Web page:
Some models of China's high-speed trains are shown to Starry Lee Wai-king (third right), lawmakers and chairwoman of the Democratic Alliance for the Betterment and Progress of Hong Kong (DAB), Tam Yiu-chung (right), former legislator and DAB chairman, and other members of the party at the InnoTech Expo 2016 on Tuesday. (Parker Zheng / China Daily)
HONG KONG – The government should work closely with universities and enterprises to provide more training to students to prepare them for Hong Kong's future transformation into a smart city, experts from different sectors said on Tuesday.
The discussion, one of the forums held during the eight-day InnoTech Expo 2016, saw seven experts from the government and private sector discuss Hong Kong's future as a smart city.
Tsang Kim-fung, chairman of the Internet of Things Committee of Smart City Consortium who presided at the forum, said smart cities rely not only on technology but also on talented people. Thus, more extensive training should be provided to young people. Then they can acquire the skills needed for developing a smart city, Tsang said.
He noted that such training should not be limited to those conducted in schools. It could also be training offered by enterprises – such as internships or summer programs.
His views were shared by Man Kim-fung, chair professor of the Department of Electronic Engineering in City University of Hong Kong. According to Man, every year 700 PhD students graduate. Most engage in academic projects in order to get more funding.
"If companies are willing to cooperate with universities, providing necessary funding and facilities, more capable students will enter the fields of science and technology. This is the backbone of building smart cities," Man said.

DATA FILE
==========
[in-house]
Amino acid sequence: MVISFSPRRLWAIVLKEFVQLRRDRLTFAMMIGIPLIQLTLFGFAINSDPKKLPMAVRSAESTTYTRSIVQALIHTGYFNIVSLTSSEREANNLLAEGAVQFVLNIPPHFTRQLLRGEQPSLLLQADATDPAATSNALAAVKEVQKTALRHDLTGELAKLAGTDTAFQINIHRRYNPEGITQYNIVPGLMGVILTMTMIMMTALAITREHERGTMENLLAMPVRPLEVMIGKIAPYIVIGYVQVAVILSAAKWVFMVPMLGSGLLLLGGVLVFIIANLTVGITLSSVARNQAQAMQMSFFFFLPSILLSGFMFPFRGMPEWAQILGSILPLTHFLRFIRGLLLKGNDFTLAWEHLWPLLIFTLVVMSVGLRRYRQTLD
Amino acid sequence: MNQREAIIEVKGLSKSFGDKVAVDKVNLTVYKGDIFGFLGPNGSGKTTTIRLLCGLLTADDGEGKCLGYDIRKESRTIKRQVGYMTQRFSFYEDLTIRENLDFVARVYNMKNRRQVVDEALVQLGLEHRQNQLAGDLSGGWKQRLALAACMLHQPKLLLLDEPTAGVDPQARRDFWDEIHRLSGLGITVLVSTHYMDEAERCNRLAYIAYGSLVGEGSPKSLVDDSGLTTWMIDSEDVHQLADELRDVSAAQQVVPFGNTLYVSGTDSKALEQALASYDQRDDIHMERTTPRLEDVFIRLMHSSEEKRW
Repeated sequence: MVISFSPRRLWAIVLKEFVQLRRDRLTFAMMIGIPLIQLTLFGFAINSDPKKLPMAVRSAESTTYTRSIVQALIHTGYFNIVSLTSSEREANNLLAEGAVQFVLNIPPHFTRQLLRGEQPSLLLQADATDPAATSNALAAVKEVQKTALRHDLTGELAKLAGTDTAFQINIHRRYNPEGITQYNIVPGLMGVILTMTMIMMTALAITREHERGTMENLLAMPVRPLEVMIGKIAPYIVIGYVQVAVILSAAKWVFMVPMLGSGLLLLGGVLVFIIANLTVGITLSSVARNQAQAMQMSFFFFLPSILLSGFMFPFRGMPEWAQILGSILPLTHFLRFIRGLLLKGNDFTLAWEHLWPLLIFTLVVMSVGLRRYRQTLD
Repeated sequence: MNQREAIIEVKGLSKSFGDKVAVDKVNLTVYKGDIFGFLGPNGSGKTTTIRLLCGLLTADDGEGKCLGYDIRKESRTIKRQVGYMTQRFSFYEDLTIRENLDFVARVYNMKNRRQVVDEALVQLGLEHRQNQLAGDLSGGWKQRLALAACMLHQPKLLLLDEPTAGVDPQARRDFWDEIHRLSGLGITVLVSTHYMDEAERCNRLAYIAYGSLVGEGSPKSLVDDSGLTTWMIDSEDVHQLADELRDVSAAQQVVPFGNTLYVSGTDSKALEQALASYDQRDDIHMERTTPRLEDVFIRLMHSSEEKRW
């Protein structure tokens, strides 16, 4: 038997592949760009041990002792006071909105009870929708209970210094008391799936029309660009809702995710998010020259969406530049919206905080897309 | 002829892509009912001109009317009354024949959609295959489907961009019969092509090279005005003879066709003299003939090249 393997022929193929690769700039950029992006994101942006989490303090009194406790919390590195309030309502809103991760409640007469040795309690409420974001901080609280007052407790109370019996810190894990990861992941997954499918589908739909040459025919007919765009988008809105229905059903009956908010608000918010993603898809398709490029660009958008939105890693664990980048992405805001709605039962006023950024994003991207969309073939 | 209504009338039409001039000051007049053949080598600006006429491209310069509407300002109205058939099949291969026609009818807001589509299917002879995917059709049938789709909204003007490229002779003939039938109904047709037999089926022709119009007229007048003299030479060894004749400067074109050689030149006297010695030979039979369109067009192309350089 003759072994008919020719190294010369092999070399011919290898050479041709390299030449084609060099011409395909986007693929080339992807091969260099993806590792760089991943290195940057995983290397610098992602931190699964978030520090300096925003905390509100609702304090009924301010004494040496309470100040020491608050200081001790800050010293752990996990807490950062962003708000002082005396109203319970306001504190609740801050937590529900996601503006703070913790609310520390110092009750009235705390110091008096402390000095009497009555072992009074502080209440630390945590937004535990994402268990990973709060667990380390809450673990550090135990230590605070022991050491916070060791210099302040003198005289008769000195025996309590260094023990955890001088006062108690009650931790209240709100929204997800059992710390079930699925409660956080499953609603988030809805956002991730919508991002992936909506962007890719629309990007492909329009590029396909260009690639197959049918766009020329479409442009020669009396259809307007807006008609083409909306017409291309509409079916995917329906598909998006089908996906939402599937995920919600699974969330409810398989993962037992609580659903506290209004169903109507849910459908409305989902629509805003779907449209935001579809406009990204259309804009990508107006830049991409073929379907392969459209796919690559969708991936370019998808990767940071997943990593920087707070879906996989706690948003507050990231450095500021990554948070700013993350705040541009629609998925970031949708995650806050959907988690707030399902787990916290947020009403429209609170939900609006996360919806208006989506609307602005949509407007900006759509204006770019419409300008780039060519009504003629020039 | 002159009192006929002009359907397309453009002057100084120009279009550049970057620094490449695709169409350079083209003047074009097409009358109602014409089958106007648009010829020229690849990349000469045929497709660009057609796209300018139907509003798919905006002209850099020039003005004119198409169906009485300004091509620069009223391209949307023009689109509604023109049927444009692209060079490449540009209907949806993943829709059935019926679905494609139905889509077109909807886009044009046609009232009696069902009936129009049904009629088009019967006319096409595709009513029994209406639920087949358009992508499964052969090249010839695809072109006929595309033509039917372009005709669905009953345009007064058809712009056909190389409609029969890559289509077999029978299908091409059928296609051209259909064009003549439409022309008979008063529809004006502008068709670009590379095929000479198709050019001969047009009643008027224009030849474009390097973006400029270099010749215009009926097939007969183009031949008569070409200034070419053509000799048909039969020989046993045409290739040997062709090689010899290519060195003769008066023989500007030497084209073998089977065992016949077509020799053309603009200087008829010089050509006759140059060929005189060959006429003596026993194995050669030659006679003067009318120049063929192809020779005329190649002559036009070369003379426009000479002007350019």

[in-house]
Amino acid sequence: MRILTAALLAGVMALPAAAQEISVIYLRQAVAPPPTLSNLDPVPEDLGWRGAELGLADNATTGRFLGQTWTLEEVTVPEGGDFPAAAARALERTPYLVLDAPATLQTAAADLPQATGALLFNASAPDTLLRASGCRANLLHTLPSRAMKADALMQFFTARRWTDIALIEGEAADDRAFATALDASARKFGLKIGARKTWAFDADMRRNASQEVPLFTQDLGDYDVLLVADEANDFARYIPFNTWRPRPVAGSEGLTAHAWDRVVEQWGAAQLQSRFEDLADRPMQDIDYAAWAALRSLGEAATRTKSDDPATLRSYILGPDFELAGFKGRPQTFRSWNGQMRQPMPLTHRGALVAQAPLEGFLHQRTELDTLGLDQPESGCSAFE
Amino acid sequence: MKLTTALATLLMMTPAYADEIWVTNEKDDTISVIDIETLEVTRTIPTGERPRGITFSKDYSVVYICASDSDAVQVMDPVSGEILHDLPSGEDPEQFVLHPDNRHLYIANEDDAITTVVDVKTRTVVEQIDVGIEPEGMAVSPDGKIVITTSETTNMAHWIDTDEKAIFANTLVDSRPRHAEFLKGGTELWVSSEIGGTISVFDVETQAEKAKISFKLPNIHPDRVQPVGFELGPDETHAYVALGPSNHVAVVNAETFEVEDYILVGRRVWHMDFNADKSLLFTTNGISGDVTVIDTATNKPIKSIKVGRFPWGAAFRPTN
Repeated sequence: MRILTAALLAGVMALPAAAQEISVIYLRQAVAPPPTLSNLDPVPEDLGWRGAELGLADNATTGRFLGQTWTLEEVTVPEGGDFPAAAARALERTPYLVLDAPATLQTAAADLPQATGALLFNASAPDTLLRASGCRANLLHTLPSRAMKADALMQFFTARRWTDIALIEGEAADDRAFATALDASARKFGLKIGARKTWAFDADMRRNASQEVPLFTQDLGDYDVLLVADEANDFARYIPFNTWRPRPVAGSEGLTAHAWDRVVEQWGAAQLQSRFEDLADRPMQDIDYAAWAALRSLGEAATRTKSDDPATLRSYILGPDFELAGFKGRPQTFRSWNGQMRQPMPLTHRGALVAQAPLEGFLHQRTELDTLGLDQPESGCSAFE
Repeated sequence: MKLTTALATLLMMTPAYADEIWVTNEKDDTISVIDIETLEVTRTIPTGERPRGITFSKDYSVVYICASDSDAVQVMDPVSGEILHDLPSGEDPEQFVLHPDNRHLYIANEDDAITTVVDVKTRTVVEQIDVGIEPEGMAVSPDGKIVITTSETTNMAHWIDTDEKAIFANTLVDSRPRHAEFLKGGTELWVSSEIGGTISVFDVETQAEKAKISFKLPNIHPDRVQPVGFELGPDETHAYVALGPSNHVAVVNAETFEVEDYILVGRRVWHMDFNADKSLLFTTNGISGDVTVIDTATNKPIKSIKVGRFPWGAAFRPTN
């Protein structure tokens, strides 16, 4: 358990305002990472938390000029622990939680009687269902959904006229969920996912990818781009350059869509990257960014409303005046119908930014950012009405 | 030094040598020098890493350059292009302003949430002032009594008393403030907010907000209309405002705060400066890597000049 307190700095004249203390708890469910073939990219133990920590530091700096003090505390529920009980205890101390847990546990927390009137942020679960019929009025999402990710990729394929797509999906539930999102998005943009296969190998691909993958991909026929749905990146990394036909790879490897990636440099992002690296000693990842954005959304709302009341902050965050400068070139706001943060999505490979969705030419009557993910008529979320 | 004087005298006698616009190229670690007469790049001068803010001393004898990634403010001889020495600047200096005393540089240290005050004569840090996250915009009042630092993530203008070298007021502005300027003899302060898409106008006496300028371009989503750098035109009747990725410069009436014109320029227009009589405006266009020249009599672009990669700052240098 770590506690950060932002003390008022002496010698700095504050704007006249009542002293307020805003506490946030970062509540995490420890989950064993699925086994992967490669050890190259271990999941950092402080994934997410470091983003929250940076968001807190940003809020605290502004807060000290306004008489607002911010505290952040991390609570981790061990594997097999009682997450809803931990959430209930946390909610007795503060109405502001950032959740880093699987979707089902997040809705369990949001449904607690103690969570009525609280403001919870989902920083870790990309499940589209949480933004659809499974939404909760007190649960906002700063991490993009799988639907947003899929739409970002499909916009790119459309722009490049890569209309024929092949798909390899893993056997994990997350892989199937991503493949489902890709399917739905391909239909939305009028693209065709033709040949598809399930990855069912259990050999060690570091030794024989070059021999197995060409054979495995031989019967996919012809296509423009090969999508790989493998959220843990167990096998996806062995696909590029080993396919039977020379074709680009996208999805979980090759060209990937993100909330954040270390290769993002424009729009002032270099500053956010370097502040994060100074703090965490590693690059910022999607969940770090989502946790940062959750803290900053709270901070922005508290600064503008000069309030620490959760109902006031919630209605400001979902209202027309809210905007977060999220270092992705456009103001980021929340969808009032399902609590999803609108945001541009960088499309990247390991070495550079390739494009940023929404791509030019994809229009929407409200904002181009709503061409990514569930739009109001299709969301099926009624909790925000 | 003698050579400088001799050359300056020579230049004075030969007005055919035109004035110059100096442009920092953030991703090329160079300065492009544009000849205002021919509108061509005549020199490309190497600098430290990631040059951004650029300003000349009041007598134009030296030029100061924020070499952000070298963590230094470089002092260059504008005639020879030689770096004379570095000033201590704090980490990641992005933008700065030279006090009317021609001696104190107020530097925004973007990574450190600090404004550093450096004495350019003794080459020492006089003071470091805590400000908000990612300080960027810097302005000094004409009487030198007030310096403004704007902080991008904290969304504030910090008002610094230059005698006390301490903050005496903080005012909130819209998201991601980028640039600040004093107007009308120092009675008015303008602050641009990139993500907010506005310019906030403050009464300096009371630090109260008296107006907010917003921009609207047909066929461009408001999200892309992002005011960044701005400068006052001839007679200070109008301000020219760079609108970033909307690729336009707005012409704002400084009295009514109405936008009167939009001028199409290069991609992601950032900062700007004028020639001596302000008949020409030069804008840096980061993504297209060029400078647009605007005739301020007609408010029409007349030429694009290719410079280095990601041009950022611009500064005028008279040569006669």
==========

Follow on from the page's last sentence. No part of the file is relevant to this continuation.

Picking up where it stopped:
Convener of the Smart City Consortium Eric Yeung Chuen-sing said a smart city was not an abstract concept. Rather, it was topic which needs extensive discussion.
To transform an ordinary city into a smart city also requires the support of information technology, a large amount of data and cloud storage technology, Yeung said.
He said smart cities will develop quickly around the world. In 2020 the overall output value of all smart cities will amount to US$900 billion. The thriving market will benefit the development of science and technology, he said.
The government also sees this potential. Allen Yeung Tak-bun, government chief information officer, said in the forum’s opening speech that the government attached great importance to building a smart city. Chief Executive Leung Chun-ying had discussed this in his 2016 Policy Address. The government has developed a blueprint which includes policies, strategies and a digital framework for a smart city.
He emphasized that building a smart city not only needed assistance from the government, but also from academia and the business sector.